Tom McFeely is the National Catholic Register’s News Editor. He lives in British Columbia.
One hundred and fifty-one years after the Virgin Mary first appeared to St. Bernadette Soubirous at the Grotto of Massabielle in Lourdes, France, healings continue to occur at the Marian pilgrimage site.
The Italian news agency ANSA reported Aug. 24 about an apparent cure of a 50-year-old Italian woman who was afflicted with amyotrophic lateral sclerosis, a fatal and medically incurable nerve disease.
Turin, August 24 — A woman suffering from a killer nerve disease says she has ditched her wheelchair and even run since a visit to Lourdes earlier this month.
“Ever since I came back I have been walking, doing everything normally, and I’ve even run,” Antonia Raco, 50, told ANSA Monday.
Raco had been in a wheelchair for four years because of Amyotrophic Lateral Sclerosis (ALS), also known as Lou Gehrig’s Disease, until the August 5 trip to the Catholic shrine in France.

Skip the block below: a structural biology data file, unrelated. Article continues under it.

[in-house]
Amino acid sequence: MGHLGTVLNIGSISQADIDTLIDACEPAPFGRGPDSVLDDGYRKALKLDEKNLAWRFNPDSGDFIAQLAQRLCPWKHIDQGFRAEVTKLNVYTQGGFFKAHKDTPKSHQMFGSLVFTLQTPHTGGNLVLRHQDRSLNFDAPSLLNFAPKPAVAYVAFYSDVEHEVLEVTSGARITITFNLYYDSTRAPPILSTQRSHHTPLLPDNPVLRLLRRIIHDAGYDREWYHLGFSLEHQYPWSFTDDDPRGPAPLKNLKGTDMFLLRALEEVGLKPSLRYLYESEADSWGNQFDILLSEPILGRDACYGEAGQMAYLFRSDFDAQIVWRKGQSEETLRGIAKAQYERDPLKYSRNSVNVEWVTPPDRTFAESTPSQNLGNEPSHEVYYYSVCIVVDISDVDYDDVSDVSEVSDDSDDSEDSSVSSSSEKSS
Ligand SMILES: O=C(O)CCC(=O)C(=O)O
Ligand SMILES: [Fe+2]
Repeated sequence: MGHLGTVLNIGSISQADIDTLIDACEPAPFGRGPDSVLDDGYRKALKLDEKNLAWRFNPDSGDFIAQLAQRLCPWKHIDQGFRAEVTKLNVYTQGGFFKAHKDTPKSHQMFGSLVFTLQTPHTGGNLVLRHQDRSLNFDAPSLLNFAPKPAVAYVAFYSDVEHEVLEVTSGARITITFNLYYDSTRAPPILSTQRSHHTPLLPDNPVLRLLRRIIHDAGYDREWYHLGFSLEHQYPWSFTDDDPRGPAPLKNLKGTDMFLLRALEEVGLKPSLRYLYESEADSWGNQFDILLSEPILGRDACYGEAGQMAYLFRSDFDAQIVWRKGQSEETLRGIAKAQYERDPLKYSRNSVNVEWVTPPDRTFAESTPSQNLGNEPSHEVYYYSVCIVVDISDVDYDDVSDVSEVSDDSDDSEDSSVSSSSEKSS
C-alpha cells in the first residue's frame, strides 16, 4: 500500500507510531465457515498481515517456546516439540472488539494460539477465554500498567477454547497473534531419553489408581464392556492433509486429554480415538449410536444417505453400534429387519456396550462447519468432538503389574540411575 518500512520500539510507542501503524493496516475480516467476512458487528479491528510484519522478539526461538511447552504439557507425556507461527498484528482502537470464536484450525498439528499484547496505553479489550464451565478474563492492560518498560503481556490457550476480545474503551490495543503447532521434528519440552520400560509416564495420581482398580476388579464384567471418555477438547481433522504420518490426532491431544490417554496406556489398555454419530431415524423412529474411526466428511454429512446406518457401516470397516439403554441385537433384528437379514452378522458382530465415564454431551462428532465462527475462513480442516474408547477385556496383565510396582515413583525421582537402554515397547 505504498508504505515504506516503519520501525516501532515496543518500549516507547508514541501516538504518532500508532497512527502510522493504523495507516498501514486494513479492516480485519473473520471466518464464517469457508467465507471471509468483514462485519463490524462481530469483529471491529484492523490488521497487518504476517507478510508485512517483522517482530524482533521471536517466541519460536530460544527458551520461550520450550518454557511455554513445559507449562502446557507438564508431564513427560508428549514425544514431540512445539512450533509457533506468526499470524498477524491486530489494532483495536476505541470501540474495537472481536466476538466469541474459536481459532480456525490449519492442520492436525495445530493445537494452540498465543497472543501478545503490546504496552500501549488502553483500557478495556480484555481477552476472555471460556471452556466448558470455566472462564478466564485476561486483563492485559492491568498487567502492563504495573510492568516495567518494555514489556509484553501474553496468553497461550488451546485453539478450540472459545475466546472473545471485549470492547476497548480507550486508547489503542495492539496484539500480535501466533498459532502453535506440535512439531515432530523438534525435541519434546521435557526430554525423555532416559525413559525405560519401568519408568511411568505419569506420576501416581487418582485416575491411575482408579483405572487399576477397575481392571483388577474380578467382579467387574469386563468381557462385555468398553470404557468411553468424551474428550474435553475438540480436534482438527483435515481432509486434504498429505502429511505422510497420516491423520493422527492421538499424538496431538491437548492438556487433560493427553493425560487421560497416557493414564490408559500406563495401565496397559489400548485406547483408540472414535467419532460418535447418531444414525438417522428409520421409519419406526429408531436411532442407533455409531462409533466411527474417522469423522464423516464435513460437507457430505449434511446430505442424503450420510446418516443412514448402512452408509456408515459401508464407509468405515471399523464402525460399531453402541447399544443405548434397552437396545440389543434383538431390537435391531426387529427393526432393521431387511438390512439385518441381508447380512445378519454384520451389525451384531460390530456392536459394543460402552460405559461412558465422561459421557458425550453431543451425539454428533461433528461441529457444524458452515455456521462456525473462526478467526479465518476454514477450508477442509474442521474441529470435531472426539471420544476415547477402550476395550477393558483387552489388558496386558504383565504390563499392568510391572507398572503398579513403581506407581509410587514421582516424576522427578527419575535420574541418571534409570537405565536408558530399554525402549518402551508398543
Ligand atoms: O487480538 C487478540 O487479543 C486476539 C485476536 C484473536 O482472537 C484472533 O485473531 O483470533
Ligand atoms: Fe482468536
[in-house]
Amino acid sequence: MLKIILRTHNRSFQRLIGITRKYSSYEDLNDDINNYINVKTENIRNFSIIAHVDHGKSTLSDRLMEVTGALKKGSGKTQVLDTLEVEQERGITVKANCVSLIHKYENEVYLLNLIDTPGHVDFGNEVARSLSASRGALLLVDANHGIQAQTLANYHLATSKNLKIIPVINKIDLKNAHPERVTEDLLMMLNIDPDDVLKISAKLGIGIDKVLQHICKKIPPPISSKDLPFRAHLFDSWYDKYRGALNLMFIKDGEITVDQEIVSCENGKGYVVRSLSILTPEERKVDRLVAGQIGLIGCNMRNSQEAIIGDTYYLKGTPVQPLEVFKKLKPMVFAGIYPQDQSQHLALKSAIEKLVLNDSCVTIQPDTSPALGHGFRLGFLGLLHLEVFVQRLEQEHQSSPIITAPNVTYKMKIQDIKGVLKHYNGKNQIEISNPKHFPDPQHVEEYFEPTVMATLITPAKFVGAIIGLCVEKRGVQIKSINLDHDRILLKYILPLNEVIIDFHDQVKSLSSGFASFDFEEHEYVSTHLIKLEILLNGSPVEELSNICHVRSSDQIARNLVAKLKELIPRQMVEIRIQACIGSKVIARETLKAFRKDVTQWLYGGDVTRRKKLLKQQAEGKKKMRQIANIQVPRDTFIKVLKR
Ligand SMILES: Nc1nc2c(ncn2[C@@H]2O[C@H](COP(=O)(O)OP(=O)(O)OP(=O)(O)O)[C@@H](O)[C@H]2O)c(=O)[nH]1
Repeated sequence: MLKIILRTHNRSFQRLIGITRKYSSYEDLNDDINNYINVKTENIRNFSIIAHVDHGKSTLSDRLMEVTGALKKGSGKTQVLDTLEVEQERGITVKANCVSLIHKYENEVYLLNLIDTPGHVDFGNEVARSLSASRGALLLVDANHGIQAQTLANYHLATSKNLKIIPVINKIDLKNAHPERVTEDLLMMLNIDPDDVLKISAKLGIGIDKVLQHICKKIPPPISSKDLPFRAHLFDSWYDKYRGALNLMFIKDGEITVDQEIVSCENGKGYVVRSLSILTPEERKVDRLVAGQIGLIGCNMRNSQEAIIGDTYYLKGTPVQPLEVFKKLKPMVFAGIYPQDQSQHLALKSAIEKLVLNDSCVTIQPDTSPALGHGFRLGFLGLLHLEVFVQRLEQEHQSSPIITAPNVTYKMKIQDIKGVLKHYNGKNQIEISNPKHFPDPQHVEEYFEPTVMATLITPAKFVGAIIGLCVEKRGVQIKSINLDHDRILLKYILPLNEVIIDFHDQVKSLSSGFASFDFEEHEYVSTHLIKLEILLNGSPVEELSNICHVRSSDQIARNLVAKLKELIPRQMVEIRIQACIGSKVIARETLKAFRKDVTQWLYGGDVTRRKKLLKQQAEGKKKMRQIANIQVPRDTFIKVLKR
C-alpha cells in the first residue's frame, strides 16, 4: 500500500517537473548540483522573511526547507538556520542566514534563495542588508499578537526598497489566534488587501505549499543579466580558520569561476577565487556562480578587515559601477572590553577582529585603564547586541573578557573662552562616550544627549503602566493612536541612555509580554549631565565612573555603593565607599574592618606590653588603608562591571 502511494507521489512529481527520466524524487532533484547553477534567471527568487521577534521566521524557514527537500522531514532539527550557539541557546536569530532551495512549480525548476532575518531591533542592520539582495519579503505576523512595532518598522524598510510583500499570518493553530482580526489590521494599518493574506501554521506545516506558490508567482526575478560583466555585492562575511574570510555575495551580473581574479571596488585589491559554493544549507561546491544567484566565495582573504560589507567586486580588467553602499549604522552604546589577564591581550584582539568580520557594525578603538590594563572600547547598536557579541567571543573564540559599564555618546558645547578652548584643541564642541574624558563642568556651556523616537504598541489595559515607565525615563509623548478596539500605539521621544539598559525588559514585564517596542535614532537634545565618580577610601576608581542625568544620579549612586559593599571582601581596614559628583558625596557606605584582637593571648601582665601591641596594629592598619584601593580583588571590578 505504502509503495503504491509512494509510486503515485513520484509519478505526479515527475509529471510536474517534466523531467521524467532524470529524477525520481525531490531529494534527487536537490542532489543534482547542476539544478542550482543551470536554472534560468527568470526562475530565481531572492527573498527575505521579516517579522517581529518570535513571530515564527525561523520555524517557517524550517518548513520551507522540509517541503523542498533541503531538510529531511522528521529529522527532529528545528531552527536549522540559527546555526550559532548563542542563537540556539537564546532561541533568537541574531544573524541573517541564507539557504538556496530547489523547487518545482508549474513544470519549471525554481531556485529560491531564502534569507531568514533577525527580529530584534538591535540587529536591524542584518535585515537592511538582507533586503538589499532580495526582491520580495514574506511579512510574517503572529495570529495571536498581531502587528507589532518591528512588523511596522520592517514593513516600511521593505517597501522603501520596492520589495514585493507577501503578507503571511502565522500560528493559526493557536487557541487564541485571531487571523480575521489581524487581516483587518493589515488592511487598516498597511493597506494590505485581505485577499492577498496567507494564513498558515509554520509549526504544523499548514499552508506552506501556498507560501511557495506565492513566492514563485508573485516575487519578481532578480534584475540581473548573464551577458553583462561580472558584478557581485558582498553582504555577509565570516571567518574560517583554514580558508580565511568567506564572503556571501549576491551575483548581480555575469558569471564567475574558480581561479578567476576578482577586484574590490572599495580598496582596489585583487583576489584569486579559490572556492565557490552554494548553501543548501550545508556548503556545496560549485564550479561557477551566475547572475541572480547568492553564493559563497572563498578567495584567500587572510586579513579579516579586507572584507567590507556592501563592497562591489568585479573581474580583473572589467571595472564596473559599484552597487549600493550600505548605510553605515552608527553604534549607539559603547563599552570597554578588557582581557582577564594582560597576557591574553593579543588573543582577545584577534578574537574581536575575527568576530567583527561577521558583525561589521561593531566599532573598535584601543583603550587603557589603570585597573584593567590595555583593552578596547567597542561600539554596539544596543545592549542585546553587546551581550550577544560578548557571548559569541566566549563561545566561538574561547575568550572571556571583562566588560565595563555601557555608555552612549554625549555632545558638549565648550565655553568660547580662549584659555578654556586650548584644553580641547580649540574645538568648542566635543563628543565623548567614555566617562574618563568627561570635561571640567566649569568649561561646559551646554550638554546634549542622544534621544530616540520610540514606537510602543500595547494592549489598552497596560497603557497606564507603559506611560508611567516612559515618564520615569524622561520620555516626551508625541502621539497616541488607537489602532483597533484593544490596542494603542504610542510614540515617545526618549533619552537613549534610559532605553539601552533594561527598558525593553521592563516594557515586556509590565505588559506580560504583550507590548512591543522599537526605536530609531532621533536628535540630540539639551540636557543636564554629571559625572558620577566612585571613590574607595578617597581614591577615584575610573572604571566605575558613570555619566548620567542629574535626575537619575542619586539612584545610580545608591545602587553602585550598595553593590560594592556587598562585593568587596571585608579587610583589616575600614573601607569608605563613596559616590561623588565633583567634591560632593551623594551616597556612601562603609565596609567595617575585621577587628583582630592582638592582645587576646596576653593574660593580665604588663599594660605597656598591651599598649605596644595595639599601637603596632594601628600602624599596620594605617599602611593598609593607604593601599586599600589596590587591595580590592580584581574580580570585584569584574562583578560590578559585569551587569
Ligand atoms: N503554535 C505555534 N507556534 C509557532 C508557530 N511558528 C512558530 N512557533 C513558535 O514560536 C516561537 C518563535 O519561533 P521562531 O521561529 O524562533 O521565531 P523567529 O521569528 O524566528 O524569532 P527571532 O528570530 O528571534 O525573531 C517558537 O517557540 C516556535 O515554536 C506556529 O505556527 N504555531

The woman, from a village near the southern Italian city of Potenza, will be examined Tuesday by a specialist at Turin’s prestigious Molinette Hospital, Adriano Chio’, who has been treating her since 2006.
“He’s the one who’ll be able to fully understand what has happened to me,” said Raco.
“For the moment I’d rather talk about a gift, an act of mercy, rather than a miracle,” she said.
When she was in the ‘healing’ bath at Lourdes, she said, “I felt a voice encouraging me and a strong pain in my legs.”